Twenty-four South Vietnamese Air Force planes, led by Vice-Marshal Nguyen Cao Ky and supported by U.S. jets, bomb the barracks and depots on Con Co (“Tiger”) Island, 20 miles off the coast of North Vietnam. The next day, 100 U.S. Air Force jets and carrier-based bombers struck the ammunition depot at Phu Qui, 100 miles south of Hanoi. This was the second set of raids in Operation Rolling Thunder and the first in which U.S. planes used napalm.
Operation Rolling Thunder was a result of President Lyndon B. Johnson’s decision in February to undertake the sustained bombing of North Vietnam that he and his advisers had been contemplating for a year. The operation was designed to interdict North Vietnamese transportation routes in the southern part of North Vietnam and slow infiltration of personnel and supplies into South Vietnam. In July 1966, Rolling Thunder was expanded to include the bombing of North Vietnamese ammunition dumps and oil storage facilities, and in the spring of 1967, it was further expanded to include power plants, factories, and airfields in the Hanoi-Haiphong area.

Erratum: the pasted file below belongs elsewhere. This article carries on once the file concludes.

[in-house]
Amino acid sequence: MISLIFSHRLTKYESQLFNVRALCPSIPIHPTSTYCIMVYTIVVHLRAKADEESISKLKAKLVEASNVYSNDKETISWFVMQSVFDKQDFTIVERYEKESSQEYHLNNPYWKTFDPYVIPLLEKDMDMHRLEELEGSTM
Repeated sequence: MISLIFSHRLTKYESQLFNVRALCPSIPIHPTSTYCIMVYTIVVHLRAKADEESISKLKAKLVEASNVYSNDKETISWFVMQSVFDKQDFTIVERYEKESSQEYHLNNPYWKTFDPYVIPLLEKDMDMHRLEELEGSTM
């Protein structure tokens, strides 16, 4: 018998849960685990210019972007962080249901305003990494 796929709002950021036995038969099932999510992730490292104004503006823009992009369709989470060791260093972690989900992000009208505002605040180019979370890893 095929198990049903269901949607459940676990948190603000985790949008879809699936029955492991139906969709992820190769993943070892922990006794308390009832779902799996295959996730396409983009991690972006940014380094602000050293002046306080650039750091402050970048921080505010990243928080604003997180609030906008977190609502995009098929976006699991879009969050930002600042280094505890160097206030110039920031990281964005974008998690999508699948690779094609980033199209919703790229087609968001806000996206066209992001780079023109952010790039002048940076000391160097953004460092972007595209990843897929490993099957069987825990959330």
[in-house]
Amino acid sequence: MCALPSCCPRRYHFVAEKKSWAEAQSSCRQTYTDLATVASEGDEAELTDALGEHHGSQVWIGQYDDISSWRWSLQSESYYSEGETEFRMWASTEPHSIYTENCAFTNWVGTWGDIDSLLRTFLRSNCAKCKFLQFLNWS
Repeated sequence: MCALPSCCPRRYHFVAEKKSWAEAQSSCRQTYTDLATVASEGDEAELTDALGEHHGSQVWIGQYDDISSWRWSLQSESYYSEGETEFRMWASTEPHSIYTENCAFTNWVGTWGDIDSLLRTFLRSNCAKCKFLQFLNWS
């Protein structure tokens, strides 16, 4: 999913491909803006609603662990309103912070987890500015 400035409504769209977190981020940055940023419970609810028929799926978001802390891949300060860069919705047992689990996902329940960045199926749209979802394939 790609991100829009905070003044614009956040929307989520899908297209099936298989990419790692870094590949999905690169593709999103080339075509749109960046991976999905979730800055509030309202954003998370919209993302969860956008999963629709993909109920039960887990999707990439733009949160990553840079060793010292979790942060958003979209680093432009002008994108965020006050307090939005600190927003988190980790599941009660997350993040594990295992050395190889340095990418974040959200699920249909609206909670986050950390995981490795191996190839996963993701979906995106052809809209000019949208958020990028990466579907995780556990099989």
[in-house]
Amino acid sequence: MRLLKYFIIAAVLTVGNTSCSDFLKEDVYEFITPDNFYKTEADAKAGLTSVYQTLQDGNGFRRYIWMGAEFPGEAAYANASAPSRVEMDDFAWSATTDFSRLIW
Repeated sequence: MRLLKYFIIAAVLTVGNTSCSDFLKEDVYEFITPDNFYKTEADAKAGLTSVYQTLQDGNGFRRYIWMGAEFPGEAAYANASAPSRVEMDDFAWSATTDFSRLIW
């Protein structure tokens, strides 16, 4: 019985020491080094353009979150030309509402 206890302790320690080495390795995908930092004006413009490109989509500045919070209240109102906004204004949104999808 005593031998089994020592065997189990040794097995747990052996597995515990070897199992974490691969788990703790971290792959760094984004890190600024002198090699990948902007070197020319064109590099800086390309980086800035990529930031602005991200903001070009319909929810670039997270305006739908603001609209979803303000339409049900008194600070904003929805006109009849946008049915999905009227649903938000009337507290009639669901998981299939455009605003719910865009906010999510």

The White House closely controlled operation Rolling Thunder and President Johnson sometimes personally selected the targets. From 1965 to 1968, about 643,000 tons of bombs were dropped on North Vietnam. A total of nearly 900 U.S. aircraft were lost during Operation Rolling Thunder. The operation continued, with occasional suspensions, until President Johnson, under increasing domestic political pressure, halted it on October 31, 1968.